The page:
The humour in both Paan Singh Tomar and Kahaani is very subtle.

Finally, I saw The Artist. An Oscar award winning movie does set your expectations. However recent Oscar winners were not very impressive. I thought Slumdog Millionaire was terrible. The Artist is an almost flawless attempt at film making. It does not have a story which is one per cent as gripping as Kahaani. In fact we have heard the story before in both Hollywood and Bollywood.

First of all this is a silent movie. It’s in black and white. But when it comes to telling the story, which is very predictable, the makers of the movie have left little for you to complain about and have managed to keep you rooted to the chair.

I have been a huge fan of good old Hollywood cinema. I have watched hundreds of thirties and forties Hollywood flicks, and have a good eye for detail. The Artist captures late twenties and thirties perfectly.

In a period film, it’s so important for both main actors and the supporting cast to capture the mood, emotions and the looks of the era. Each decade had its own distinctness in terms of style, attire, body language, emotions, and expressions.

Both mainstream Bollywood and Hollywood have been pretty poor when it comes to delivering period films, off late. There’s no doubt that Hollywood, is better than Bollywood, but I guess they have more money to invest.

Even renowned directors such as Shyam Banegal have failed miserably when it comes to getting things perfect. His Zubeidaa is a good movie, with some great music. However the music, the choreography, or even the body language of the cast never depicted the forties. The Artist comes a winner in this respect. Jean Dujardin depicts the persona of Douglas Fairbanks and oozes the charm of Clark Gable. The way he grins, smiles, nods his head, or expresses depression has the late twenties written all over. There’s nothing about the current generation in looks, body language, attire or expression of any actor including even the extras in the movie. The way the camera rolls  to the way movie has been been edited, is simply the silent era.

And the background score by Ludovic Bource is sublime. The music director has borrowed from several old films, and the resemblance makes it even better. Finally, the real star of the movie is Uggie the dog, who literally stole every scene in which he appeared.

So friends, here are three films that you must watch. They are all different, but they all celebrate the best in film making.

Categories: Reels of Magic | Tags: , , , | 2 Comments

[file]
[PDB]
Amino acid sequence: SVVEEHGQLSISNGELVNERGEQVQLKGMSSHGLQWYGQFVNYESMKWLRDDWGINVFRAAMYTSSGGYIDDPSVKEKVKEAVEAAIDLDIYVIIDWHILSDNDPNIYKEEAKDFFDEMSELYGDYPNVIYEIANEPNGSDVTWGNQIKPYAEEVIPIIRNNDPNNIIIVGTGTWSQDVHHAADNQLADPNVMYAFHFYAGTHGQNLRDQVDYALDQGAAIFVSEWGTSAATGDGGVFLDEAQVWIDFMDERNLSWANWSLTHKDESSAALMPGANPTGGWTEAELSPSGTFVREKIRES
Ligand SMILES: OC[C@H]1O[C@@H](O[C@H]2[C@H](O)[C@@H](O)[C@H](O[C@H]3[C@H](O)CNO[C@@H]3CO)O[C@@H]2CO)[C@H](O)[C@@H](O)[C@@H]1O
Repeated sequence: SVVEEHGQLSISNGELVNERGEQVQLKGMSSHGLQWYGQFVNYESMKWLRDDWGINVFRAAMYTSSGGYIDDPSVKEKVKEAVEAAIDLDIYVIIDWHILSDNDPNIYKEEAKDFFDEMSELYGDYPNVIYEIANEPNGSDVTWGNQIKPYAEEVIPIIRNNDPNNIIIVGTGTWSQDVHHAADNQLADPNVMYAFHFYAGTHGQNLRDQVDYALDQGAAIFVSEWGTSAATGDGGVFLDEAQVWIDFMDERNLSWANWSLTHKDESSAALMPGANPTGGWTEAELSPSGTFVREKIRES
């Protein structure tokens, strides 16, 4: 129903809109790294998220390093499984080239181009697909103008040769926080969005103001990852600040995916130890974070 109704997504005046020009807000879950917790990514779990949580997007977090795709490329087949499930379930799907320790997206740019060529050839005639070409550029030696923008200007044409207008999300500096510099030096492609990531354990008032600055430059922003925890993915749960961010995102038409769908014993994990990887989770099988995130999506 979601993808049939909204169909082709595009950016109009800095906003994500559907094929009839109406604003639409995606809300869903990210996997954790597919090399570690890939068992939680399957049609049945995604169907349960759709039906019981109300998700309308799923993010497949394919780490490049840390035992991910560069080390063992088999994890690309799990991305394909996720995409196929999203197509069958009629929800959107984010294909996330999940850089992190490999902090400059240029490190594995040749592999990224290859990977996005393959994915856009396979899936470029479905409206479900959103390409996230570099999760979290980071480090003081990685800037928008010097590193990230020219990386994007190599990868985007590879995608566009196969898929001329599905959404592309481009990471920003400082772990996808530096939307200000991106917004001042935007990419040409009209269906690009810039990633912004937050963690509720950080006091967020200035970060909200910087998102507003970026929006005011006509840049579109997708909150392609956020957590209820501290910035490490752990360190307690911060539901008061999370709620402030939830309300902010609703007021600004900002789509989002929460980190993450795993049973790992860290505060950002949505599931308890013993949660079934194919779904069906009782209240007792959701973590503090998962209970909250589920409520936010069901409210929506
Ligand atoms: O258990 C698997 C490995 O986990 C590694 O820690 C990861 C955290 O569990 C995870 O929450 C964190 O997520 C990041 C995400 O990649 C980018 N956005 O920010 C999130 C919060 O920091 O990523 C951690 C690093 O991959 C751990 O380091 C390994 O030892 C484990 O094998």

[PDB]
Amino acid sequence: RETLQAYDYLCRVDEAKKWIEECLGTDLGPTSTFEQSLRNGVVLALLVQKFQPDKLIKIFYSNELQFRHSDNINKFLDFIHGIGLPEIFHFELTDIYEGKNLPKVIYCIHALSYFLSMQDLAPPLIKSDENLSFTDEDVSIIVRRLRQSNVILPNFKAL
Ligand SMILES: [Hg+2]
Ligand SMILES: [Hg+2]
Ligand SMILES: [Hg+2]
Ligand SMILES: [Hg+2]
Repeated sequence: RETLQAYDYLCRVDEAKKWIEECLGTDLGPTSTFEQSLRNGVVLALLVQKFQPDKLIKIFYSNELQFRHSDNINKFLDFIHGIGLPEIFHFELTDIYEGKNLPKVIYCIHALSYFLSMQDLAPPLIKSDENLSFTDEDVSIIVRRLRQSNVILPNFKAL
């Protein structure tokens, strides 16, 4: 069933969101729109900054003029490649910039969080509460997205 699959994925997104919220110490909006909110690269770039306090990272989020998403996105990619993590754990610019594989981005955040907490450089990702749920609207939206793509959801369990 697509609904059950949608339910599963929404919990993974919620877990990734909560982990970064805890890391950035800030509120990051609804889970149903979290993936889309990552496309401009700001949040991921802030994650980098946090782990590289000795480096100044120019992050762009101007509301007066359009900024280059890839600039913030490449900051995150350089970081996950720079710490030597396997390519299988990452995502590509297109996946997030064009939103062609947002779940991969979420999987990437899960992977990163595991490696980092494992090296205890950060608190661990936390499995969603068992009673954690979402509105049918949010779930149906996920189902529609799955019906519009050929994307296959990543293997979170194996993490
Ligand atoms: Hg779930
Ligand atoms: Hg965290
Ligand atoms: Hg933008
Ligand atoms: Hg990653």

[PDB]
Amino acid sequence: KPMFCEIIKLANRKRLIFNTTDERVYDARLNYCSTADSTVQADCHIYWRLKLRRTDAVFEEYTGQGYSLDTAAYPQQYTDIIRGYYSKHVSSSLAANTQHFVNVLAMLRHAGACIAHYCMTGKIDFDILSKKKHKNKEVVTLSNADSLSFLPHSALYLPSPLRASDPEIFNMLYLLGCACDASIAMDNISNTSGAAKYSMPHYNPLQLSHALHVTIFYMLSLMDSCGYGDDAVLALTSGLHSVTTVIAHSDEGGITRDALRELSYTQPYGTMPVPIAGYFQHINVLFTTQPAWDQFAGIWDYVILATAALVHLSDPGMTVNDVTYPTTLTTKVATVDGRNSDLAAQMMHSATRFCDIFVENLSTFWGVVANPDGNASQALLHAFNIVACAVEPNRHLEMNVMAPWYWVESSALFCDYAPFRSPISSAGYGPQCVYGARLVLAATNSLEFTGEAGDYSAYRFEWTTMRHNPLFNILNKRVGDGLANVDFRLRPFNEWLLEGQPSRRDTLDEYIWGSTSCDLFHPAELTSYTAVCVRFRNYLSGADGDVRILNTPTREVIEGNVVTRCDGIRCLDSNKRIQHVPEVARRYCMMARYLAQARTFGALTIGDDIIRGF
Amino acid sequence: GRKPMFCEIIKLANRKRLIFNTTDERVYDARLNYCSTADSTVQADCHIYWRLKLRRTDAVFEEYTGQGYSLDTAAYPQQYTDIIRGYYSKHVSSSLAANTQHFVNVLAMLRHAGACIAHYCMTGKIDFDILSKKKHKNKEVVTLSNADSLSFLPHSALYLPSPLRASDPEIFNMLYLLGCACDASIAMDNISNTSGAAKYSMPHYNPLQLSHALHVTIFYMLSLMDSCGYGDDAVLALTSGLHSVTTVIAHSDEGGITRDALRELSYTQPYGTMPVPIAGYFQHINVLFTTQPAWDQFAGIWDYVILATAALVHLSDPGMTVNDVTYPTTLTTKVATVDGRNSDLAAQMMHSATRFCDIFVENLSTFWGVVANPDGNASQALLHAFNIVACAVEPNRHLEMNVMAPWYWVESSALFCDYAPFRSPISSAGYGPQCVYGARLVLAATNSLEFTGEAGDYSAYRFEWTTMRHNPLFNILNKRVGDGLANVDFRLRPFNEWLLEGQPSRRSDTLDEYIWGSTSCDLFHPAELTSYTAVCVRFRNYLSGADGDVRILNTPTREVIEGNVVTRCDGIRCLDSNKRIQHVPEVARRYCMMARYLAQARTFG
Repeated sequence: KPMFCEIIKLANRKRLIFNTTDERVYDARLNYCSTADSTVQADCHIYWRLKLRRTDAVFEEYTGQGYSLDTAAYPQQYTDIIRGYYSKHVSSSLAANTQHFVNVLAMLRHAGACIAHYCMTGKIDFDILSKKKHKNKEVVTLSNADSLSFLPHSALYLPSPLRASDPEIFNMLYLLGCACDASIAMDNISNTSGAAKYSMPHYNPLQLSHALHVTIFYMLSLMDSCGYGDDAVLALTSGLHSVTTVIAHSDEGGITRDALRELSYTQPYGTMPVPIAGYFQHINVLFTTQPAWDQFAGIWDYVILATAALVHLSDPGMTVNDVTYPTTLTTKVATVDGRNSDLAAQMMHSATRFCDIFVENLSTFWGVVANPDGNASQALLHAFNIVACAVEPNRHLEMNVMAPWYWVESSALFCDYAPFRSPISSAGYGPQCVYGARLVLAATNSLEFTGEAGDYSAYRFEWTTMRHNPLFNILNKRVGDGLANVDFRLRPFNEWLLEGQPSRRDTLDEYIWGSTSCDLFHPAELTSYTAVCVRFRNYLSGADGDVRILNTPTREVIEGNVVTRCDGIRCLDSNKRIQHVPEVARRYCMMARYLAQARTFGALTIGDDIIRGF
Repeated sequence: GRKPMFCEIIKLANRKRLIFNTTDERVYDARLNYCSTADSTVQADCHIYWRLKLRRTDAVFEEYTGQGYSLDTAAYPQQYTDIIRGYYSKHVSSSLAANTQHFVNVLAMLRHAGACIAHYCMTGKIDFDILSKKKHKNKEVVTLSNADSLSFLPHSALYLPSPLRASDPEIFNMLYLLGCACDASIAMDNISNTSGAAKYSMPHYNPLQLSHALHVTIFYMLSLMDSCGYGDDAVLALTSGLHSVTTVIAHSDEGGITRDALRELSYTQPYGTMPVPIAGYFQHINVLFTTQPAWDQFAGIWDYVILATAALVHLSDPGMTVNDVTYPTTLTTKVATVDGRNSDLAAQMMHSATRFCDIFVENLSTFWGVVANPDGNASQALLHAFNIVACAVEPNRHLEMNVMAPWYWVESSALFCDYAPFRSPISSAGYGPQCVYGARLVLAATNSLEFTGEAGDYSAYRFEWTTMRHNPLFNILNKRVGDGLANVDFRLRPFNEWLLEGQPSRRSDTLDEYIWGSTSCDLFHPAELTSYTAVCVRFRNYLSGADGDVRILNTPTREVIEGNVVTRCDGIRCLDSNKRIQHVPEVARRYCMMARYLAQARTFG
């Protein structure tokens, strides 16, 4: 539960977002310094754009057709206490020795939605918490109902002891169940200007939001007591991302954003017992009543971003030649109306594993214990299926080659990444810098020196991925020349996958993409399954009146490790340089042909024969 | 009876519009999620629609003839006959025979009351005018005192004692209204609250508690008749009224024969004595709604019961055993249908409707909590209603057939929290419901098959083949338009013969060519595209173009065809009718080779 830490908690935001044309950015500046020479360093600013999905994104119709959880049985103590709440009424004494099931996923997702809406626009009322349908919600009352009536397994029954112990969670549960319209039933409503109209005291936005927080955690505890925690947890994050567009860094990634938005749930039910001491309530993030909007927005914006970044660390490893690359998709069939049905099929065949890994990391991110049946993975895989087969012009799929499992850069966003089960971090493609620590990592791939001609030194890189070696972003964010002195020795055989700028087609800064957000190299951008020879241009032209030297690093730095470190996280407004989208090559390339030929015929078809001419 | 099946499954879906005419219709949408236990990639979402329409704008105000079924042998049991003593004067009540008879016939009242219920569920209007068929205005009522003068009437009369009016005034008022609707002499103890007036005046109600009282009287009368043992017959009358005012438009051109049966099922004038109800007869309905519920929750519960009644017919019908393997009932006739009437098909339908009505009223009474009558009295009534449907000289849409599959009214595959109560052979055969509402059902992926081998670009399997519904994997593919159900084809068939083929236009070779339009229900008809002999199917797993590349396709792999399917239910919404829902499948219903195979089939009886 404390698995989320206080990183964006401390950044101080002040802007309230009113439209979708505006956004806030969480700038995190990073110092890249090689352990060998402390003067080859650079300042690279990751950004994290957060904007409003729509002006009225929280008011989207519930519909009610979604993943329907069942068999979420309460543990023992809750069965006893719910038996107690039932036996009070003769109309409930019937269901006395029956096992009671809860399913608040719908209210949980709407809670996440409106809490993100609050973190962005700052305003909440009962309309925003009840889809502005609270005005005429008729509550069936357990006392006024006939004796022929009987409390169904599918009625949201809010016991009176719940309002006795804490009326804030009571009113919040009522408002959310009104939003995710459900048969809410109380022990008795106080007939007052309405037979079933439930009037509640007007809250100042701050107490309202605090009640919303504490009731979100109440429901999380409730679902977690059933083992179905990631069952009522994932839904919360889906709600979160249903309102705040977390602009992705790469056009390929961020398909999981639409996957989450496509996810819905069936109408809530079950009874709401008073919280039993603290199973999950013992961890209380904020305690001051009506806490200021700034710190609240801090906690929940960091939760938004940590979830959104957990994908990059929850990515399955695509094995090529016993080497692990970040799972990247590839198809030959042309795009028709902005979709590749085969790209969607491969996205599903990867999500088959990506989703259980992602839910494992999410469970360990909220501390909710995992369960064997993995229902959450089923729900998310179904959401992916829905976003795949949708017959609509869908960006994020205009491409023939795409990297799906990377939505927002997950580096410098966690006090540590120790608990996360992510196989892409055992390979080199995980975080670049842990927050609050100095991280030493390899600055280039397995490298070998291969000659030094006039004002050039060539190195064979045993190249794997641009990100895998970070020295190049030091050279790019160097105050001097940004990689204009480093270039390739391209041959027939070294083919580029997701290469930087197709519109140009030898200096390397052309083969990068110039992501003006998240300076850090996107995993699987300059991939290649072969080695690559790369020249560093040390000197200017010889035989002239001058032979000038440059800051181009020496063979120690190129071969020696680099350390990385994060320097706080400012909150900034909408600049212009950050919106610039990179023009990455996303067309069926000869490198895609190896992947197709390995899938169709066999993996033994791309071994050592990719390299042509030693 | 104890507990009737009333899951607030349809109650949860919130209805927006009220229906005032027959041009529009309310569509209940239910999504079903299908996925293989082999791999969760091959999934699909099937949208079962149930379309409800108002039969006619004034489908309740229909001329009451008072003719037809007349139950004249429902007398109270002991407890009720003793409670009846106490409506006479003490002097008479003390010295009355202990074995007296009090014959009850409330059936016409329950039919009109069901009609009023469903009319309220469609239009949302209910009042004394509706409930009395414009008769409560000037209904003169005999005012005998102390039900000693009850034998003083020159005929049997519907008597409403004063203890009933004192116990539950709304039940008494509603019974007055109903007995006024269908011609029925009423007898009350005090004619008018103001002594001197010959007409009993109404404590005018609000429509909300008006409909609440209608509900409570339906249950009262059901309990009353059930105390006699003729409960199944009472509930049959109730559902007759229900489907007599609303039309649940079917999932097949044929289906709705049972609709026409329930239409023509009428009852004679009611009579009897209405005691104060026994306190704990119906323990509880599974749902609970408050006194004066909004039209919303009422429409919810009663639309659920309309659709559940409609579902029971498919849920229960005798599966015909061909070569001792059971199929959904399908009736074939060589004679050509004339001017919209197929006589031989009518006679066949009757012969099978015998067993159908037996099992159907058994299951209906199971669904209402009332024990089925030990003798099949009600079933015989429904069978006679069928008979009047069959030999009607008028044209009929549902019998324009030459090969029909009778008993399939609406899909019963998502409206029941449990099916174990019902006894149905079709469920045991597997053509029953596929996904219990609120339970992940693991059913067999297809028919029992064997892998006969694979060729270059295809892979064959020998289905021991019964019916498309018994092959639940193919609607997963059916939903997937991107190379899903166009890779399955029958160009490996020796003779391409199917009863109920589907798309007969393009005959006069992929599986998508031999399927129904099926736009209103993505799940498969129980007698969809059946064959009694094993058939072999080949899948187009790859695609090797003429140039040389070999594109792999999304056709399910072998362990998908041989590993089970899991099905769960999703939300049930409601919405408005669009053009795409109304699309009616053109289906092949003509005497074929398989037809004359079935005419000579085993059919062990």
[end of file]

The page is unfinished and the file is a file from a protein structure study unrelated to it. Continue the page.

Sachin and Paan Singh

Over the past few months, there has been a lot of discussion surrounding the Bharat Ratna; and why the iconic batsman and perceived God of Cricket, Sachin Tendulkar must be rewarded with the honour. In fact, I remember listening to this theory around the time India entered the WCC finals in 2003 for the first time. The idea was buried in a hurry following the humiliation of the Indian team at the hands of Australia that year.

Since India won the World Cup in 2011, the demand has once again resurfaced. Fans of Tendulkar want the government to award him the highest honour, an honour that have been bestowed upon just 41 human beings since being instituted in 1955.

Originally, the award was meant for individuals for their services including artistic, literary, and scientific achievements, as well as “recognition of public service of the highest order.” In 2011, the Indian government added sports to the category prompting speculations that Tendulkar would win soon.

If you look at the award winners of the Bharat Ratna,  you will see that many of them were highly deserving individuals. In fact, the early winners were all architects of the nation. We have recognised Mother Theresa, Khan Abdul Gaffar Khan, and Nelson Mandela. Yes, several awards have been politically influenced. I will never say they never deserved it but only that the timing of the award had political reasons. There are several Congress leaders who have won the award, perhaps not so much for their contribution but more for their loyalty to the party.

I do think Sachin Tendulkar, Dhyaan Chand, or Vishwanathan Anand would easily fit the celebrated list. But there are several other individuals who deserve to make it into the list, more than a sportsman does. I thought Field Marshal Manekshaw deserved it, and might have made the list, if he had not rubbed the political leadership on the wrong side. I feel that any award should be bestowed on an awardee, when he is at his peak, or is at least active.

Two weeks ago, I happened to see Paan Singh Tomar, a movie starring Irrfan Khan, whom I believe is one of the finest actors the country has produced. If you love sports, or good cinema you must watch this daaku film.